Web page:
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Technical Perspective: A Fresh Approach to Vector Graphics

To understand the impact of the following paper, I would like to first reflect on the following question: What is a good representation for two-dimensional images?

There are generally two distinct choices to represent and process an image: raster graphics and vector graphics. In raster graphics, color values are stored as discrete samples on a regular pixel grid. The major advantage of this representation is its simplicity and raster images are the most common image representation today. This is mainly due to the fact that photographs are naturally stored as raster images.

Still, as an important alternative, vector graphics provides many unique advantages. In vector graphics, images are stored using curves, typically placed at image edges. Traditionally, these curves have been closed curves, so that each curve encloses a clearly defined region. The curves are given some attributes that describe how the enclosed region should be filled, for example, in the simplest case using a single color. One advantage of vector graphics is that it provides infinitely sharp edges. If we wish to zoom into an area of the image, or print a very high-resolution version of the image, the edges will remain sharp. Therefore, vector graphics is considered to be resolution independent in a certain sense. Additionally, some editing operations and animations are much easier with a vector graphics representation.

The following paper makes a fundamental contribution to the world of vector graphics by introducing a new primitive called diffusion curve. Diffusion curves no longer have to be closed, but can be open curves. To determine the colors in other parts of the image, the authors propose to use a diffusion equation. The figure here offers an example of a diffusion curve image generated by my colleague, Stefan Jeschke. The fact that most of the curves are open has some implications for editing this image. While in many areas of this image we can still imagine a similar representation with closed curves this creates some overhead. Closed curves require the user to manage the curves on different layers to define occlusions and to manage the topology. Using open curves it is easier to draw like using pen and paper.

Personally, I believe the importance of this paper is mainly due to two reasons. First, it is very difficult to make a fundamental contribution to a mature and important area of research, such as vector graphics. An essential aspect of this contribution is it increases the expressiveness of vector graphics. It becomes easier to represent and edit images using curves. Diffusion curves are a versatile representation and they make for a great addition to any vector graphics software.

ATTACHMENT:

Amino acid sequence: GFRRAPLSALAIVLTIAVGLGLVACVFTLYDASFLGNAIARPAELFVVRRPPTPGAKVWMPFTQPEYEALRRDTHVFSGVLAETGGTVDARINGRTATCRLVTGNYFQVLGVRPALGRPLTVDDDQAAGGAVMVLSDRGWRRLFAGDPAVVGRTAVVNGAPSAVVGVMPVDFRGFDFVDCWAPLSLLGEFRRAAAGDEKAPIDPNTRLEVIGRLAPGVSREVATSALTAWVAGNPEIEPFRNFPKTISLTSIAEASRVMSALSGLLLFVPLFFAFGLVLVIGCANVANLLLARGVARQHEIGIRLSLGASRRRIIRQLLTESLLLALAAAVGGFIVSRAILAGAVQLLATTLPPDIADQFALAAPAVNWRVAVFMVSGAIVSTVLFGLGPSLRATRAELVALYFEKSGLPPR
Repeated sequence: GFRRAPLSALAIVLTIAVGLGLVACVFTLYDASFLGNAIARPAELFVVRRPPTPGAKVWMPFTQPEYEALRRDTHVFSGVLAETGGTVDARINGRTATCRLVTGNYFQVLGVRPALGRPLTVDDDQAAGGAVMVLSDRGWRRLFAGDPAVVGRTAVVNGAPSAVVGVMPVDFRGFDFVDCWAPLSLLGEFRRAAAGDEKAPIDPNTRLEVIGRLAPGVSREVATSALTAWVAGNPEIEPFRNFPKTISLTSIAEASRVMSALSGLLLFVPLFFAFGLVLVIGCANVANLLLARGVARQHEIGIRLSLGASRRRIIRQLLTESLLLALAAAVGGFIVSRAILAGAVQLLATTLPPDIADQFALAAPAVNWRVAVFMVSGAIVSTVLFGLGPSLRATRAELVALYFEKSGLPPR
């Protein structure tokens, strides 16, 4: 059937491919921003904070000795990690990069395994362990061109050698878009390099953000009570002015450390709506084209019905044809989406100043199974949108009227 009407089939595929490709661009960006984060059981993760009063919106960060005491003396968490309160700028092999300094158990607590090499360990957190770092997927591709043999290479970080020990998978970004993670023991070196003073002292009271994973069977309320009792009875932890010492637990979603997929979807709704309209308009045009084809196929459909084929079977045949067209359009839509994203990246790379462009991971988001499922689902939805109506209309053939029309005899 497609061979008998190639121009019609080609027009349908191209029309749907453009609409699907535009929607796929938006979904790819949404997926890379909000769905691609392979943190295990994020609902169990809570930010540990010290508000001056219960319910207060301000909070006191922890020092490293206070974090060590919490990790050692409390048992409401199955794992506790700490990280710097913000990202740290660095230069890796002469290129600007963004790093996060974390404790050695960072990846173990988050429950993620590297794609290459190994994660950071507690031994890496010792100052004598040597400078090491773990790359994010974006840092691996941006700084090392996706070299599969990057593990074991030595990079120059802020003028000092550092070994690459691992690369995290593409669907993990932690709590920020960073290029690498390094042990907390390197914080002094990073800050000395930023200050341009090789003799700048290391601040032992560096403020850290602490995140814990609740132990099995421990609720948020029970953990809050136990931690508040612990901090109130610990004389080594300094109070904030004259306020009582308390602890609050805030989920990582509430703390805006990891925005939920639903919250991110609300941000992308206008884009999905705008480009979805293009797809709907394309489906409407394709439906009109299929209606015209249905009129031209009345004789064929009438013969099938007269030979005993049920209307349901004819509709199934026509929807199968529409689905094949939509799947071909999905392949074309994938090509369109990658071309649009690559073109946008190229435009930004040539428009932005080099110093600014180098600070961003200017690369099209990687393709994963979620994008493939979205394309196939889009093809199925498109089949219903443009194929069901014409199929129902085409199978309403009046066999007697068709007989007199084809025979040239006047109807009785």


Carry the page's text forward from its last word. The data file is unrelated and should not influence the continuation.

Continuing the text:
Second, this is a seminal paper that poses many exciting questions for future research. How can diffusion curves be used in computer animation? Can the idea of diffusion curves be extended to represent textures? How can three-dimensional textures, smoke, or surfaces be defined by diffusion curves? How to accelerate the rendering of diffusion curves? How to extend the definition of diffusion curves to have more control over how colors are diffused? How to further automate the conversion of raster images into a diffusion curve representation?

Many of these questions have been addressed in subsequent papers, demonstrating how a paper like this, with a fresh approach to an old representation, can breath new life into a mature area like vector graphics.

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Peter Wonka is an associate professor in computer science at Arizona State University, Tempe, and at KAUST Thuwal, Saudi Arabia.

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UF1Figure. Diffusion curves example: Curves with texture samples and rendering.

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